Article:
Is it possible for March to come in – and go out – like a lion?
Here in Miami, that’s exactly what happened, thanks to two sample bottles I received from The Lions Head Collection of Hess Family Wine Estates. Earlier this month I was introduced to the 2016 Panthera Russian River Chardonnay and the 2016 Lion Tamer Napa Valley Red Blend. (Two lions coming in, thank you very much.)
The Lions Head Collection is a new project featuring luxury wines that challenge the perceptions of what constitutes a “typical” wine from a given region. Everything, including the distinct labeling and the fact that the wines are independently branded, is intended to push the boundaries of the Hess Collection’s 35-year history of winemaking.
After learning that, I was pretty excited to open both bottles. I gave the wines a couple of weeks to recover from their transcontinental journey, and then my husband and I tasted them over two evenings. (Two lions going out, in the last days of March.)
First up: the Panthera Chardonnay.
Note: I received both wines as tasting samples, and this post reflects my honest opinion of them.
2016 Panthera Russian River Valley Chardonnay (14.3% abv; $45 SRP)
This was the inaugural vintage of the Panthera Chardonnay. The vineyards, from the cooler climates of the Russian River Valley, are owned by the Hess family, which employs sustainable farming methods. Their goal is to craft wines that reflect the local terroir; wines of complexity and elegance that adhere to the company’s traditions.
The Hess Family crest features a lion, and the winery’s slogan is “Live each day with the heart and courage of the lion.” When the first barrel of this Chardonnay was tasted, its remarkable golden color inspired the name Panthera, an east-Asian word meaning “golden animal.” It also fits quite nicely into the lion theme!
This wine is 100% Chardonnay, the grapes a product of another near-perfect vintage in California. Warm summer temperatures followed by a cooler autumn allowed the grapes to “hang” on the vines a little longer, ensuring perfect phenolic ripeness. The finished wine was aged in French oak barrels (35% new) for 15 months.
Color: Deep lemon, fading a bit at the rim.
Nose: Ripe peach, pear, and apple aromas; some sweet vanilla; a hint of tropical fruit (pineapple, mango).
Palate: Round in texture, the wine coats the palate with rich flavors of pineapple, lemon curd, and vanilla whipped cream. There’s enough acidity to balance the ripeness of the fruit and the alcohol. The long finish leaves a taste of caramel and tangy pineapple – like a semi-sweet upside-down cake. While it hints at sweetness, the wine is dry.
Pairing: My husband and I poured the Panthera Chardonnay with take-out from one of our favorite local restaurants, Batch Gastropub. I ordered the brined, grilled pork chop, which was a nice match with the wine. But the big winner was Gabe’s order of Fried Chicken and Waffles. Why did the pairing work so well? The dish wasn’t too sweet, and the wine had that scintilla of sweetness on the finish that perked up every ingredient on the plate. It left me fighting for a few bites of waffle before my husband scarfed them all up!
2016 Hess Collection Lion Tamer Napa Valley Red Blend (14.8% abv; $45 SRP )
Fans of the Hess Collection wines clamor for the bold Cabernet Sauvignon-based wines made from mountain fruit. But you might not know that most of those big red wines have a little Malbec blended into them. Why?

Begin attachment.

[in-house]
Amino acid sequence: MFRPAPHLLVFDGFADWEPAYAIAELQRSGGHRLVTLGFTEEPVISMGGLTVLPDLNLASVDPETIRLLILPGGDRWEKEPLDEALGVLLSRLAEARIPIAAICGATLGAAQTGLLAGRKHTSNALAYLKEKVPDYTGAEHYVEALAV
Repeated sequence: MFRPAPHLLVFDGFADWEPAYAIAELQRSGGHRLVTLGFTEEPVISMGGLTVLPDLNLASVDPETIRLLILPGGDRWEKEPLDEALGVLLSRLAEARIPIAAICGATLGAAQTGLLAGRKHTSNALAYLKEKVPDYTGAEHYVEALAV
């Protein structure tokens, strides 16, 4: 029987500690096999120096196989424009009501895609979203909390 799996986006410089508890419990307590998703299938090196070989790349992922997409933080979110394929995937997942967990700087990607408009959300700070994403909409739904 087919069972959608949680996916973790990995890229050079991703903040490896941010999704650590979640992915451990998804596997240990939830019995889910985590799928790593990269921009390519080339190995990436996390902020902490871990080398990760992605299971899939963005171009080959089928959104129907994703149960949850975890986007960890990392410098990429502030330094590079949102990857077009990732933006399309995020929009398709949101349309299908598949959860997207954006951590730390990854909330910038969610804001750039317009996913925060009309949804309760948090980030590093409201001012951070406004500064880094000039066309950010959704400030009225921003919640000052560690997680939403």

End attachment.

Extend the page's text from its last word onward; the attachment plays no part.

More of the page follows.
Malbec (also one of the approved varieties used in red Bordeaux) is often added to soften a blend’s tannic component. Cabernet is a high-tannin grape, giving rise to wines that need a little time in the bottle before they show their best. Adding a low-tannin grape like Malbec makes the wine more approachable; you won’t have to wait 10 years to drink it.
And that’s how Malbec got its nickname in wine circles – the Lion Tamer.
This wine is a blend of Malbec (40%); Zinfandel (27%); Petite Sirah (21%); Cabernet Sauvignon (8%); Mourvèdre (2%); and Petit Verdot and Merlot (1% each). Rather than acting as the lion tamer, Malbec is more of a ringmaster in this blend, with another lower-tannin grape – Zinfandel – as its co-host. But never fear – those other components bring plenty of power and structure to the wine!
Color: Deep, unabashedly purple.
Nose: Ripe black cherry and plum aromas, with sweet notes of violet and chocolate. Imagine yourself in a bake shop, where a fresh berry tart is cooling on the counter and someone is making hot chocolate.
Palate: Red berries, vanilla, black currants, and unsweetened cocoa powder. The texture is smooth and rich, thanks to the full-body, high alcohol, and ripe fruit. But the moderate tannins and a ribbon of acidity hold all the components together. We decanted this wine and proceeded to enjoy it over the course of a few hours. The wine evolved over time, with spicy notes of licorice and cardamom emerging after a while.
Pairing: We’ve cut back on our intake of red meat, but this wine demanded beef! I grilled a flank steak and served it with baby sweet potatoes roasted with garlic, ginger, curry, and parsley. The steak made a great match, as expected. What did surprise us was how well the spices in the sweet potatoes found kindred spirits in the wine. And, as big as the wine is, I wouldn’t hesitate to sip it without food. Despite the hefty alcohol level, the Lion Tamer Red Blend is very well-balanced; all the components work together in harmony.
Have You Tried Panthera Chardonnay or Lion Tamer Red Blend?
If so, I’d love to hear your thoughts on them and – of course – what you whipped up in the kitchen to serve alongside!
Have not tried these but the Lion Tamer will be added to my never-ending list of must try bottles! Cheers!
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Both are really solid wines for the price ($45 retail). Let me know what you think!